Section 5.1: Why there is no change in z dimension? Also, how come that all the demonstration are so similar? Are the demonstrations from the same person?

Section 5.4: The authors state: "The reproduction showed that our system can learn to perform the tasks from scratch in an unsupervised way." I do not see this from the paper.

Conclusion: what do you define as few demonstrations?

Author Response

Author Response File: Author Response.pdf

Reviewer 2 Report

The authors proposed a skill learning approach for robot to reproduce the task from kinesthetic demonstration. The demonstration was encoded to several movement primitives. The activation of the desired MP sequence was determined by using directional normal distribution. Experiments and comparisons with other approaches showed that the robot successfully reproduced the demonstrated tasks. The idea is sound with good novelty. The paper is well-written. The structure is clear and easy-to-follow. The reviewer has the following suggestions.

1. Several variables are not well defined, e.g., I and q_{dot} in equation (2).
2. In Line 312, Page 12, the author stated the uncertainty can be neglected, the author should justify this point.
3. In the References, there are several long blanks, e.g., Ref [5], [11], [18], [28], [34].
4. Some typos. Line 11, Page 1, “are are”. Line 107, Page 3, “suppport”. Line 356, Page 14, “are are”.

Author Response

Author Response File: Author Response.pdf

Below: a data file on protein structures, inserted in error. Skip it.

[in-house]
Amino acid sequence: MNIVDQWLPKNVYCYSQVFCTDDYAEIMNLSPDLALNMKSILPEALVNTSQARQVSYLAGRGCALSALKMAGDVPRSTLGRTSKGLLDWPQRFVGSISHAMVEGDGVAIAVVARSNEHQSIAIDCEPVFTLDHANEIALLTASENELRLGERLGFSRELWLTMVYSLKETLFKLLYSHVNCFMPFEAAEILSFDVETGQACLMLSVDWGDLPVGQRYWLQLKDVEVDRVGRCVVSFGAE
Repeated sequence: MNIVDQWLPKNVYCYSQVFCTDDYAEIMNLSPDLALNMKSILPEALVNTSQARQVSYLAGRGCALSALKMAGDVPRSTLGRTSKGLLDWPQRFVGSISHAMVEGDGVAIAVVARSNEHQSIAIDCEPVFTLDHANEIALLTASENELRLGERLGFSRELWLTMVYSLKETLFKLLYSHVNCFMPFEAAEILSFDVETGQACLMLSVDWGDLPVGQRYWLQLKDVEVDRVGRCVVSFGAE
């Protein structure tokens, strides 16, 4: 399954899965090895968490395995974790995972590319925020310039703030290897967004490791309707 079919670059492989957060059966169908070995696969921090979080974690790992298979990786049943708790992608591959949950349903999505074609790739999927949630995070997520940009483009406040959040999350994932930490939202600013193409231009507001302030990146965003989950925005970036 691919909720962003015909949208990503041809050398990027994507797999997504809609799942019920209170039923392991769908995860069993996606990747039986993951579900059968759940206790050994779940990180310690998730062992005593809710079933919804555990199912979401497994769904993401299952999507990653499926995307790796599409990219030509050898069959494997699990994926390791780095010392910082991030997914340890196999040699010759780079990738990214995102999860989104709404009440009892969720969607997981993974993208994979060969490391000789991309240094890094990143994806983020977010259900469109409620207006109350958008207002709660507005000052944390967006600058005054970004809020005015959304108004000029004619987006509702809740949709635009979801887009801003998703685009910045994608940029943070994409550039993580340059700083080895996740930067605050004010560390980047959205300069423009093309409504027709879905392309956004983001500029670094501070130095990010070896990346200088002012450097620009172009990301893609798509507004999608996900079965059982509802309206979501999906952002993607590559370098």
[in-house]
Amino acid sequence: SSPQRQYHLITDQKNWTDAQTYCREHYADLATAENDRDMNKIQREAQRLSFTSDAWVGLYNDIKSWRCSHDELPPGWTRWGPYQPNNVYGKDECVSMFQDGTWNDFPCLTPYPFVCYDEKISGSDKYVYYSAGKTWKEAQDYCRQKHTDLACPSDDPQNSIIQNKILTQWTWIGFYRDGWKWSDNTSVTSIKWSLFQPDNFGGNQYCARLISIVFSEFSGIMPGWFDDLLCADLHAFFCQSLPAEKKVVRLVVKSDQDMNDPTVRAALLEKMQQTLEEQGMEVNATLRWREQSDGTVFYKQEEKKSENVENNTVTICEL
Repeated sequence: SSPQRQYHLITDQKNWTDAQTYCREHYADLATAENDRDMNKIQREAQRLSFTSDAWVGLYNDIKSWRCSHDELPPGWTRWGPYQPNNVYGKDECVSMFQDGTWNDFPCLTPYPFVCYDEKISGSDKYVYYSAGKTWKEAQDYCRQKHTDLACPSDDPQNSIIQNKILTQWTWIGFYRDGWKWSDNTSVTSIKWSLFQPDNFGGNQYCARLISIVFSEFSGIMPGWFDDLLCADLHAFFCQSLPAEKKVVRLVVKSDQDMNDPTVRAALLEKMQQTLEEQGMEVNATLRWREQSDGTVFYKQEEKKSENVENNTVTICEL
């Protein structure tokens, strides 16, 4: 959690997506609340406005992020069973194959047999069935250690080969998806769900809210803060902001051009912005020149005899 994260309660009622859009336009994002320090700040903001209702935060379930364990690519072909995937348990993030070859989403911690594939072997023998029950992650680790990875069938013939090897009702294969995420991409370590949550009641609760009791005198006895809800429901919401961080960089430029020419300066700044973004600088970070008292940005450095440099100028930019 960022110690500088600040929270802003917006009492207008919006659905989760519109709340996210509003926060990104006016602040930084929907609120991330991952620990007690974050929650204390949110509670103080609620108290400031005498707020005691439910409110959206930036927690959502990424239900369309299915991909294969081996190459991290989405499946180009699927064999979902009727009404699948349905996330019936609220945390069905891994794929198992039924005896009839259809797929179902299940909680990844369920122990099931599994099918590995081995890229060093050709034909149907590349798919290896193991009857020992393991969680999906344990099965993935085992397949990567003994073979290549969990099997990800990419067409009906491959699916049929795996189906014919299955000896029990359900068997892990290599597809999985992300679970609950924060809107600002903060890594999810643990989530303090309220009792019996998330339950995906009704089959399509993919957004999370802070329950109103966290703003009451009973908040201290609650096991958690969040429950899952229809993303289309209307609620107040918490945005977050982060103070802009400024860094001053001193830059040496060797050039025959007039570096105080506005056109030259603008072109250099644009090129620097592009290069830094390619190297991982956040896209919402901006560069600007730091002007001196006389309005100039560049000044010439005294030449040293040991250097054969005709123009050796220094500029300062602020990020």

Reviewer 3 Report

This paper presents a novel approach to learn from demonstrations. In particular, the proposed approach is based on the realization of different methodologies to learning force interaction skills. First, a decomposition method is used to split the demonstrations into a set of Movement Primitives. A novel probability distribution called Directional Normal Distribution (DND) is used to estimate the composition of the MPs and the number of MPs for a specific task. Then, the system learns to sequence these MPs and, hence, to reproduce the task.

Overall, the novelty of the work is clearly stated, and the article is well-written and interesting for the scientific community. The approach is explained using a step-by-step toy example which improves the readability of the paper. Also, the whole system has been tested and validated with a real robot in three different tasks. Besides, the main limitation of the proposed method are clearly stated in the discussion (i.e., the teacher should pause between consecutive motions, and they should try to perform a point-to-point trajectory).
In general, I don’t have any major concerns about this work. In my opinion, the paper would be ready for publication, although I would suggest addressing the following minor comments that will not affect the overall good quality of the work:

1. In equations (1) and (2), the symbol “g” has a different meaning.
2. Section 1.3 describes the overview of the method. Here, it was hard for me to understand how the proposed approach works. That might not happen to the authors as they are already familiar with the methodology, but for a new reader, it could be difficult to understand. I think that simplifying/clarifying a little bit of this section would make it more understandable.
4. The method ZVC appears for the first time in the paper in Figure 2’s caption, on page 6, but there is no reference to [44] until line 220 on page 7. I would suggest adding the reference to Figure 2’s caption.

Author Response